1982 – Jamming Enemy Radars

This poster is from a set of 39 developed for an exhibition  by MRATHS (Malvern Radar And Technology History Society) and sponsored by MHDC’s Route to the Hills initiative in Summer 2016.

Jamming Radars 1982 thumbClick to enlarge

Non Communications Electronic Support System (ESM)

In 1976, Malvern became the focus for all Army Electronic Warfare Research and Project Support. Shortly after in 1977, 14th Signal Regiment (Electronic Warfare) was formed in Germany with the mission to provide Commander 1st British Corps with electronic warfare support. In order to provide the right equipment, General Staff Requirement (GSR) 3735 was drafted and the Malvern EW section provided support to the GSR, wrote the specification and gave technical advice during the contract.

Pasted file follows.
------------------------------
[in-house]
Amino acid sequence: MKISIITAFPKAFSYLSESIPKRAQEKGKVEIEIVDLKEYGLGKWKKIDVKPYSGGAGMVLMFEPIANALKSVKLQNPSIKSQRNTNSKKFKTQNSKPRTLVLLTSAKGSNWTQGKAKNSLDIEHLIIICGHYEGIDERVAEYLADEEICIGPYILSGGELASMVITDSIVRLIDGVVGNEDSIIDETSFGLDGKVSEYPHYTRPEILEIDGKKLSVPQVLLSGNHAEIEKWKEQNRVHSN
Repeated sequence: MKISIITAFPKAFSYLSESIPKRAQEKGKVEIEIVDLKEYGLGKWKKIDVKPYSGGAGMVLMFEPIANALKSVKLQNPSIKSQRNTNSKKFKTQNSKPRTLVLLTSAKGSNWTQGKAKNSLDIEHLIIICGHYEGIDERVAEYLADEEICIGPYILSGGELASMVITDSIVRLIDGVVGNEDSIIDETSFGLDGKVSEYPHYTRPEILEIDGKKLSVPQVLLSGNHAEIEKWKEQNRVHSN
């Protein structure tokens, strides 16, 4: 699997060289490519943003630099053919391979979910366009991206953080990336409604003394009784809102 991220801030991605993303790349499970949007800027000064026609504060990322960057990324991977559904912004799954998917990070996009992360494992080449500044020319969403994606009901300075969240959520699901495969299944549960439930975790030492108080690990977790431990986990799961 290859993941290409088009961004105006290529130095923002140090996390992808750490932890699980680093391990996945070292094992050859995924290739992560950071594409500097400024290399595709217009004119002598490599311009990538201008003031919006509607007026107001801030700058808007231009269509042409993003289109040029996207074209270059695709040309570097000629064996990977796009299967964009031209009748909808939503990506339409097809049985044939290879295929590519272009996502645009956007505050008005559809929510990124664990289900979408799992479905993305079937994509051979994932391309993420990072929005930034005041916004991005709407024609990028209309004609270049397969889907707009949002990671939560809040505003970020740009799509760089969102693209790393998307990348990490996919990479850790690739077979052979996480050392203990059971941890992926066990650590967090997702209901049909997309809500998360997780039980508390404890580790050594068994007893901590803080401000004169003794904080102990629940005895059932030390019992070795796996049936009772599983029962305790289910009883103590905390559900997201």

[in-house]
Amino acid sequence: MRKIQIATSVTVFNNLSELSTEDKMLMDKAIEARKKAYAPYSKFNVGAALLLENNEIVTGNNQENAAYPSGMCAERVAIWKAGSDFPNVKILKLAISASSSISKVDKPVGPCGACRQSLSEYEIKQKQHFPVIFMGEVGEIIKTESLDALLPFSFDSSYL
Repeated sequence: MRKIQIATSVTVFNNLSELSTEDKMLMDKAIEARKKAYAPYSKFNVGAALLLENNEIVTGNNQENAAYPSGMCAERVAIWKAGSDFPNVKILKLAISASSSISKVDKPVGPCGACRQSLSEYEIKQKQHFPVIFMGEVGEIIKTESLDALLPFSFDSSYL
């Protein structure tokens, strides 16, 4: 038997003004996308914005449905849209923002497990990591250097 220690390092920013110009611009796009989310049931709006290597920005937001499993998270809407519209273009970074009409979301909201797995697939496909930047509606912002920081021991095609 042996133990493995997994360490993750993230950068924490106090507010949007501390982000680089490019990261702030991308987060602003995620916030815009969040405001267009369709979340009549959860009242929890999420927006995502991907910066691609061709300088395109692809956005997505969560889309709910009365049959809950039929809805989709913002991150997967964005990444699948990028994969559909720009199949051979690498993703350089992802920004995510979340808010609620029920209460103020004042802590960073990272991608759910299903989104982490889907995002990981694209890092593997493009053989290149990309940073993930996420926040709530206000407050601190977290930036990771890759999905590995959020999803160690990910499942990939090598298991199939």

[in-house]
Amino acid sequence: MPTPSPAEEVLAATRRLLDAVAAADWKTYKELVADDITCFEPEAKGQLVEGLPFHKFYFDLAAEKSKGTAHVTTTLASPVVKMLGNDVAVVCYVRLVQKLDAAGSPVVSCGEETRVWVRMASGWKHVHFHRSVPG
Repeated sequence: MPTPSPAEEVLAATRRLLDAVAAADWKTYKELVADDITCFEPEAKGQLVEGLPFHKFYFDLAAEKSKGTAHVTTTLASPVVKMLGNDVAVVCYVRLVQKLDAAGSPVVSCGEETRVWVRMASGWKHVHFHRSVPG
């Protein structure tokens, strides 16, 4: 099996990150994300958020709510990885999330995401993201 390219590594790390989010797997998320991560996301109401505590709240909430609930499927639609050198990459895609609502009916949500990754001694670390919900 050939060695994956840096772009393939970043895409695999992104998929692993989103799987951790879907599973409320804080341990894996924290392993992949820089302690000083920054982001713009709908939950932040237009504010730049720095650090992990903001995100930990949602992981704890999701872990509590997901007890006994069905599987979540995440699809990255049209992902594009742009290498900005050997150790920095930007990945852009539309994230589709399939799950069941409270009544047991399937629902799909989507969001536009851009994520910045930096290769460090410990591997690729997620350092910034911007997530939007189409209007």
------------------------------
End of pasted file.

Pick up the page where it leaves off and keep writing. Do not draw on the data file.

The Beady Eye system had to detect, identify and position fix non communication emitters (ie Radars)

The system comprised 3 ESM intercept stations reporting to a control station and a broad band jammer. The contract was awarded to a consortium of MEL who built the sensors,


Ferranti who built the Control Station




and Marconi who built the Jammer.


The complete system, manned by 14 Signal Regiment, was trialled in the Malvern area in 1981/82. The Malvern Electronic Warfare section ran the trial providing technical support and built a mobile system that could simulate a wide range of enemy radar systems.


It was a major undertaking with over 17 vehicles, 50 Army & 8 RSRE personnel. It proved to be the last time vehicles were allowed on the Malvern Hills.



Beady Eye went on to serve in the Cold War in Germany gathering intelligence on the deployment of Soviet missile systems and provided support to the fighting troops in the first Gulf War and was not fully replaced until the beginning of the 21st Century.


© MRATHS 2016

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